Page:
“What the hell are you doing?” I ask, louder than I intended.
“Sorry,” he says. “I had to know if those glasses were real or some hipster gimmick.”
Before I can stop myself, I reach up and tug his beard. “I was thinking the same thing about this.”
“Ouch. I usually get a girl’s name before she grabs my facial hair. Or anything else.”
I put down my book and hold out my hand.
He holds my gaze and hand longer than he needs to, swinging my arm a little like we’re about to twirl a jump rope.
I pull away.
“I know.” I flick my thumb toward the flyer taped to the mirror behind the bar. “I can read.”
He nods toward my book.
“I see. Is that the feminist lit talking or are you always like this?”
I twist the leather cuff bracelet I never take off and think of something nice to say. It’s not his fault he’s immune to Grammy’s glasses. “I’m looking forward to your set.”
“Yeah? But you brought backup entertainment just in case?”
“Reading is work, not entertainment. My aunt’s letting me live with her this summer on the condition that I read one book a week. Her picks.”
“What else have you read?”
I tick off my reading list thus far.
“Jane Eyre, Beloved, The Bell Jar—”
“It’s possible your aunt needs to lighten up.”
“Small price to pay for a summer away from home. I had to get away from my town.”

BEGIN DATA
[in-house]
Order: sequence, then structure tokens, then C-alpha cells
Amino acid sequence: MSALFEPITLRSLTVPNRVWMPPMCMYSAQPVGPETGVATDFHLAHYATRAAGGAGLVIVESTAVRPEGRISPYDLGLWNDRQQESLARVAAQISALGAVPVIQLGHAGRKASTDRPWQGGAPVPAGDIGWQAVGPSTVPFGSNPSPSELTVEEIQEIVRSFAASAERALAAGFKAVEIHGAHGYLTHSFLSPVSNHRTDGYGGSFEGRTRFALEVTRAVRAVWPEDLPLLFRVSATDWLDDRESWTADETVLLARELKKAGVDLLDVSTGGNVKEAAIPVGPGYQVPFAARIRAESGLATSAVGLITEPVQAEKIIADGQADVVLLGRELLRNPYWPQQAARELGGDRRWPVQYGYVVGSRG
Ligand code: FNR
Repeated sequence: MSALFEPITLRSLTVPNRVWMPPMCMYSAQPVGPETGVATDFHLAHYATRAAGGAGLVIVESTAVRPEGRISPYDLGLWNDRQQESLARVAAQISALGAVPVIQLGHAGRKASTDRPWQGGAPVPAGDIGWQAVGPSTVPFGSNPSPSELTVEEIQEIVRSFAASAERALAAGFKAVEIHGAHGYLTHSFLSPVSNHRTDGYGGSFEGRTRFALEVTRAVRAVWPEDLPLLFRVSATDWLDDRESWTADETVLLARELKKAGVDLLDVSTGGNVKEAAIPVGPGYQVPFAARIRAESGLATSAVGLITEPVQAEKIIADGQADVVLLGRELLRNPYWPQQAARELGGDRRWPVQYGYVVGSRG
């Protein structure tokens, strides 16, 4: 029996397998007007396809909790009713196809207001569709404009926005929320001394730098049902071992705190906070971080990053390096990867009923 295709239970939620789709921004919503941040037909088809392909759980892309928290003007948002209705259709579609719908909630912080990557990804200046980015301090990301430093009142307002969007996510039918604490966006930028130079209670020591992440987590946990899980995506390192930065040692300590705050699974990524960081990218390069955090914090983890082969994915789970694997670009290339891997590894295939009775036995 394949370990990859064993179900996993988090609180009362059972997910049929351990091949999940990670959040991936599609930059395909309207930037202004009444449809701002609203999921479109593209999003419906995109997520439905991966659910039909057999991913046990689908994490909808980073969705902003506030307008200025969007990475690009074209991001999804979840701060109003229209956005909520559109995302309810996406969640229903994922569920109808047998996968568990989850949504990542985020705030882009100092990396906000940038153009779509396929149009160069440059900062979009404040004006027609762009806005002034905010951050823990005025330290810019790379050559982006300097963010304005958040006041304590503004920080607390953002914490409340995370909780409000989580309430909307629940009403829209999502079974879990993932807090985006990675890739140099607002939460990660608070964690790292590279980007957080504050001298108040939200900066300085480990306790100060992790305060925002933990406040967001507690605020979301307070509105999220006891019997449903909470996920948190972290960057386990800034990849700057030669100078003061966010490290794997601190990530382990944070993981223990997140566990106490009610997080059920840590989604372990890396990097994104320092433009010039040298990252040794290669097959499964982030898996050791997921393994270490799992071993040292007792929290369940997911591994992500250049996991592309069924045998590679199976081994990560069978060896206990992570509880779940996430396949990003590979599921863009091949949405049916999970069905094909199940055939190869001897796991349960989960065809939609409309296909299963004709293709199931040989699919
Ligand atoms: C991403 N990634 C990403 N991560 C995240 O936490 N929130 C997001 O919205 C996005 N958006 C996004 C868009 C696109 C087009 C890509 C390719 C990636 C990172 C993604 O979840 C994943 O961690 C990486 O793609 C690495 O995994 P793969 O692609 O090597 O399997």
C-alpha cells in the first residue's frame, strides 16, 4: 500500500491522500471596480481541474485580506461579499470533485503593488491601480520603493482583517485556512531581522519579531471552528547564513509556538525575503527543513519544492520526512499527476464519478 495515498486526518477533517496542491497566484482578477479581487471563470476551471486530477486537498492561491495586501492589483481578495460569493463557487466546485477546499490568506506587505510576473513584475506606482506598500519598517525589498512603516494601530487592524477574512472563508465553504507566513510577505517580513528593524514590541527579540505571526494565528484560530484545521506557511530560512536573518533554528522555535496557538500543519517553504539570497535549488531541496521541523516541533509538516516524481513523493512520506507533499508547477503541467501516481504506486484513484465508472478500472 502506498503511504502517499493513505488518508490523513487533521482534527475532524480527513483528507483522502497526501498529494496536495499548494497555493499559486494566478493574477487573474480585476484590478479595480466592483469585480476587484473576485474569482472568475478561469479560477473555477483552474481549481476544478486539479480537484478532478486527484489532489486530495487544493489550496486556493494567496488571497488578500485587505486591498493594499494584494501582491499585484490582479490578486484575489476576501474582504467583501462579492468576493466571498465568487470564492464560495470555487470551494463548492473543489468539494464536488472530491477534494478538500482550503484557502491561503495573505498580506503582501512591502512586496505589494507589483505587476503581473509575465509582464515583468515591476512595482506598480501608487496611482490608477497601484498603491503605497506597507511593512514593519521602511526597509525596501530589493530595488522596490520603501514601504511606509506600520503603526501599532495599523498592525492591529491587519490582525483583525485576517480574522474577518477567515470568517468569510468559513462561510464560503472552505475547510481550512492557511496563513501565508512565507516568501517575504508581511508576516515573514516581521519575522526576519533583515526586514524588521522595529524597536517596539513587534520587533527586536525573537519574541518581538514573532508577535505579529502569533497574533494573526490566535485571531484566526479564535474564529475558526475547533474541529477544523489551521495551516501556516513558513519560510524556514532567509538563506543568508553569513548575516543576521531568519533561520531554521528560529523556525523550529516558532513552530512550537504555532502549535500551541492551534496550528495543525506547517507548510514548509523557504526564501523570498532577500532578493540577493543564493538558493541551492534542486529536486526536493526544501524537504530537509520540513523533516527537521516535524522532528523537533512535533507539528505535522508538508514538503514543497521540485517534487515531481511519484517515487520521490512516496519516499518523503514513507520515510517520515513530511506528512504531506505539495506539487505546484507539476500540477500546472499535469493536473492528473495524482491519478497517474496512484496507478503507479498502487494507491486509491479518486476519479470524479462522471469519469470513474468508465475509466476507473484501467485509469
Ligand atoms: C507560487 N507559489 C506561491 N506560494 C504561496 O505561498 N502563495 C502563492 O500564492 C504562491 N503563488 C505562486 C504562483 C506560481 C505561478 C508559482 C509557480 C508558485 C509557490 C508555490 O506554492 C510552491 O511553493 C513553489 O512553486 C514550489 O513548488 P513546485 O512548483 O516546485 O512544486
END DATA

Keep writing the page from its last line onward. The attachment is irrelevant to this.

“Trouble with the law?”
“More like trouble with The Mom. I’m not her favorite daughter at the moment.”
My “poor judgment” regarding my unromantic evening with my band teacher coupled with my decision not to go to college this fall landed Mom and I on opposite sides of an enormous iceberg. We both needed time to thaw.
“Ha! I could write a book about being the prodigal son.”
“Can you make it a song instead? If you write a book, my aunt will make me read it.”
Malcolm’s reflexive laugh warms my body. He looks like he’s about to say something else, but before he has a chance, Caleb, the owner of Keegan’s, signals Malcolm that it’s time to take the stage.
“Oh, yeah, of course. I’ve gotta get to work too.”
Neither of us moves.
I stare at him over the top of my glasses. He tilts his head like he’s deciding what to do next. Then, before I have time to register what’s happening, Malcolm reaches toward my face and gently pushes my glasses back up my nose.
“You have pretty eyes, Quinn. You shouldn’t hide them behind ugly glasses.”
For the first time in my life, someone looked me in the eyes and didn’t point out that they’re two different colors. The right one is brown, the left is blue. I want to say thank you, or have a good set, or something, but by the time I get my voice back, he’s gone.
I smooth my apron, pick up my book, and try to shake off the feeling that my defensive shield just failed me and allowed my next nobody to walk right through.
About the Author:
Jennifer Salvato Doktorski is the author of three YA novels and is a freelance nonfiction writer. Her first paid writing gig was at The North Jersey Herald & News, where she wrote obituaries and began her lifelong love of news and coffee. She lives in New Jersey with her family. Visit jendoktorski.com.